March 23, 2014: Exxon’s Folly on Tuk No
April 14, 2014: Solo to PreLaurel


Exxon’s Folly on Tuk No: Photo taken April 14, 2014, from the Laurel Highway below PreLaurel.

This has to rank as one of my best ski mountaineering days ever. We saw the line many years ago. It is so beautiful: Tyson Bradley, in his guidebook, calls it the most esthetic line in the range. The upper portion is wonderfully well defined between two prominent parallel rock ribs. A late season attempt failed last year as it was much too slushy. But this year Jonathan Kriegel and I got it: an exhausting climb of Tuk No and ski descent of Exxon’s Folly. It is amazing how steep it looks face-on, yet the profile view shows that it is moderate, and so should be easily skiable in decent conditions. The trick of course is getting it in good condition.

Snow cover was excellent and temperatures nicely low as we headed up the road from the Geyser Pass parking lot at 8:30 a.m. Snow levels in the La Sals this day were 68% of normal, but that was fine. We skinned to the base of the chute and then cut back right to head for the north ridge, switching to crampons and carrying our skis. The ascent to the north ridge was miserable, with lots of postholing. Jonathan had it easier as he used two whippets and could often avoid breaking through. I had one whippet and an ax, and am heavier, and so would, frustratingly, step in his steps and break through. Once on the ridge the going was easier, with straightforward cramponing, a little bit through the snowy rocks, to the spectacular summit. Time to summit was 3.5 hours (for me); JK was faster! We were there at noon.

The picture below shows Tukuhnikivatz (left) and Tuk No (right). Exxon’s Folly is the elegant line in the main couloir coming straight off the summit of Tuk No; the aspect is northeast. There are several options as the couloir immediately to looker’s left of Exxon gets skied too. Also there is the broad face towards Tuk (east face) that has a lower angle at the top and descends into Red Snow Cirque; there are rocks below, but I think there is a clean way through, though it might reach 50° (according to Bradley guide book). And there is also the broad face from well below the summit at looker’s right, but that is corniced so entry looked tricky.

For more on this area see this. And here is a video that shows what this can be like in perfect conditions (a top to bottom ski in about a minute).


As we climbed, we could only wonder about snow conditions in the Folly: from above they looked like they would be good, so in we went. We entered via a nice slot on skiers left of the gully 50 feet below the summit, with me going first. It was chalky, but skiable. The overall angle did not feel so high, but yet a measurement using Google Earth's Ruler tool showed that it is 40.5 degrees for the top 350 feet, with an average angle from top to bottom (roughly 1500 feet) of 35 degrees. So it is steep and sustained. There was some debris (not a lot, and the debris was actually quite soft) in the final part of the chute, so we entered that from skier's right avoiding a small steep section of the gully. In truth, the main reason for this little dodge was to catch some powder skiing in the lightly treed area. The final bit of steep skiing was difficult, but soon we were down and cruising the meadow to a well earned lunch. Very satisfying day. Seven hours total. The first image below is the Garmin/GoogleEarth view of our track. It is pretty phenomenal that the GPS picks up each turn. Or maybe my turns are too wide!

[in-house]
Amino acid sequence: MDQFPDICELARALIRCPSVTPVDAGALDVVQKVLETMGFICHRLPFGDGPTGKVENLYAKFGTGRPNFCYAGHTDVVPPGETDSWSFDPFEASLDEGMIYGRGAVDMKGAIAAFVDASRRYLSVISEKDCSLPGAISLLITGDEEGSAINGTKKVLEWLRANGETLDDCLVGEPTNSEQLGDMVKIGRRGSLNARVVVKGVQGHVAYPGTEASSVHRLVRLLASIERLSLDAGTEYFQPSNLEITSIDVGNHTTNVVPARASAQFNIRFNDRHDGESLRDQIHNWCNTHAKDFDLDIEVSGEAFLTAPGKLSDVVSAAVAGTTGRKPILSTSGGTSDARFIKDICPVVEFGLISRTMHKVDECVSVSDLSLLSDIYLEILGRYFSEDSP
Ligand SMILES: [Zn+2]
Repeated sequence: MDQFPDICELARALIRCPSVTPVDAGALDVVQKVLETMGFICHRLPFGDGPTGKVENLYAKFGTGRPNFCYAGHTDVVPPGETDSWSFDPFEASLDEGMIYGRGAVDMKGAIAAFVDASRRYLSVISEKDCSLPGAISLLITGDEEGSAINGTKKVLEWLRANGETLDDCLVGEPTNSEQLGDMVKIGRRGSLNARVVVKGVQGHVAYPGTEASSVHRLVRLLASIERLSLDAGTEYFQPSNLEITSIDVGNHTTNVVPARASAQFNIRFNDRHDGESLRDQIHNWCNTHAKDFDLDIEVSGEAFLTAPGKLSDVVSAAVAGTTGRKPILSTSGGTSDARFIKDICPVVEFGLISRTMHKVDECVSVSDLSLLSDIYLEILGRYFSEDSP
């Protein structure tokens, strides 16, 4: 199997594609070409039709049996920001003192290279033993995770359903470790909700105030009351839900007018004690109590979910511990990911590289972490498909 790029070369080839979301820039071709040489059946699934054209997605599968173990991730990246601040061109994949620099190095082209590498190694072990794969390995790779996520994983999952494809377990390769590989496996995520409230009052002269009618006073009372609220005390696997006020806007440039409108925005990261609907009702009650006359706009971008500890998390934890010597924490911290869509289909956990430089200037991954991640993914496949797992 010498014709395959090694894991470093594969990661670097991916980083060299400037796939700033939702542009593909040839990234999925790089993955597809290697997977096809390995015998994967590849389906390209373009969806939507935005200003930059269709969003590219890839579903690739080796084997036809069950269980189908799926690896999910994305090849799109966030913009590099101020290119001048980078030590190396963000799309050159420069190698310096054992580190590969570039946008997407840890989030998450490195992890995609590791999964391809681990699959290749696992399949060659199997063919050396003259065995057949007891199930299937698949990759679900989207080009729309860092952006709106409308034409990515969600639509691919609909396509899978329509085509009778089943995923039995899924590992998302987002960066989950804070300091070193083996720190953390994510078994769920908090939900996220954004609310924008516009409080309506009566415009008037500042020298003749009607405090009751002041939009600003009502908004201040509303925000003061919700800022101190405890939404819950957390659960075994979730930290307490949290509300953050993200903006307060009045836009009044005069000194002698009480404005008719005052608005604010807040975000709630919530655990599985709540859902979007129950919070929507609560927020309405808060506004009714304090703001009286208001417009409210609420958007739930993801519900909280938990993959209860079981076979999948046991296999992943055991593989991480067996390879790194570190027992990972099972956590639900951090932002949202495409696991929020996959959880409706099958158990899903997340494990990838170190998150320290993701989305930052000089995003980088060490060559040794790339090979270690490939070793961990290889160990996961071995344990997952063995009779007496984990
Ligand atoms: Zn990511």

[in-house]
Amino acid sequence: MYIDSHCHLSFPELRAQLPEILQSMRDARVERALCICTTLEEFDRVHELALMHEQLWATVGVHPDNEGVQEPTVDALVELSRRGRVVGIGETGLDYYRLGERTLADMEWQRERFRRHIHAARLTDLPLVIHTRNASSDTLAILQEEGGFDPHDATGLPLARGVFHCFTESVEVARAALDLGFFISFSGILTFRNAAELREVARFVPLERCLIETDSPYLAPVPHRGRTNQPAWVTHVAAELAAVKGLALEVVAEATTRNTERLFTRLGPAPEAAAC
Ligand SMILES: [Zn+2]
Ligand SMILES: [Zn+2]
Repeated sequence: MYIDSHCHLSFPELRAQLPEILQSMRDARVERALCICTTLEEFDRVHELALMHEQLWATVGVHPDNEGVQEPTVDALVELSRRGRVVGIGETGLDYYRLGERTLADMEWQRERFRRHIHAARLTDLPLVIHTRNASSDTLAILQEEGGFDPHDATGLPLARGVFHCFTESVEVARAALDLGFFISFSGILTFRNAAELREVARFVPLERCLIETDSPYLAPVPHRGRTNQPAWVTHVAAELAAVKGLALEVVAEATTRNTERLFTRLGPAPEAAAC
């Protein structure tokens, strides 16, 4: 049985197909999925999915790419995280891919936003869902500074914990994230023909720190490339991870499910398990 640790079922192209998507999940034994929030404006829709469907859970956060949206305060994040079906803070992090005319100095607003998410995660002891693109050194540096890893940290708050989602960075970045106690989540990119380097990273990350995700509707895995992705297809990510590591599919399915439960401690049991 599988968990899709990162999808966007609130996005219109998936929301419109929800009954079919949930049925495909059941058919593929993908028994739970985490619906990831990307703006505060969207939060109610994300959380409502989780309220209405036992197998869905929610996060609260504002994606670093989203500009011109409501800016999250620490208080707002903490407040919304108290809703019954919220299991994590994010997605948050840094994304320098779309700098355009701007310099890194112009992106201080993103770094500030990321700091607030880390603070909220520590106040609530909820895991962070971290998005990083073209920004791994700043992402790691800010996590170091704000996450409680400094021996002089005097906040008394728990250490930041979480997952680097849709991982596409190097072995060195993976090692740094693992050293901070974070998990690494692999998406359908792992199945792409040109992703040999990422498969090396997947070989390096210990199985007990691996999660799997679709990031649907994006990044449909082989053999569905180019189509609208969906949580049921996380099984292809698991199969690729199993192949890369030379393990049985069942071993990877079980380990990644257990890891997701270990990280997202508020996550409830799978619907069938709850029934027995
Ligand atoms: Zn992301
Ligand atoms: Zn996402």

Below is the view of Tuk No summit from the road out at day’s end. Exxon’s Folly is just visible as the central couloir from the summit. Our final ascent was by the wind-packed snow ridge on the edge, which was pretty easy climbing with crampons.


Here is the final ascent to the top; Jonathan is making his way up at right. Exxon’s Folly is clearly visible. This section of the ridge was pretty easy going compared to the horrendous postholing in sugar snow to gain the ridge. You can see here how a small cliff protects the very top of Exxon, but there is a just visible wind feature that allowed easy entrance.


Jonathan atop Tuk No looking down over 8000 feet to Moab.


Here I am at the summit of Tuk No. Big Mel (Mellenthin) is the high peak behind and left of me, with Tomasaki at very far left. The gully at far left is how I climbed Pre-Laurel solo last spring; it is known as The Funnel.


The nice view of the main peak of Tuk from the summit of Tuk No. The popular ski descent on Tuk is the east face, seen in profile here on the left. But people do ski this steep north face, rappelling the cliff in the middle at the narrow snow line (see the video linked to above for a descent of that).


The image below shows Jonathan finishing up the upper part of the Folly. The entrance at the top is visible here, to lookers right of the uppermost cliff.


Looking up at the whole wonderful line.


A few weeks later, April 14, I went solo to just below the summit of PreLaurel. It was a tough drive in 8 inches of new snow, and no other cars were up there, even at the end of the day.


Here was the shot I wanted: Exxon’s Folly on Tuk No from straight across the valley.


And another shot of Tuk and Tuk No.


Looking back to town; the air was nicely clear today. I just skied down my uptrack, which took no time at all. Fresh cold powder the whole way, with some very pleasant sections in the aspens.


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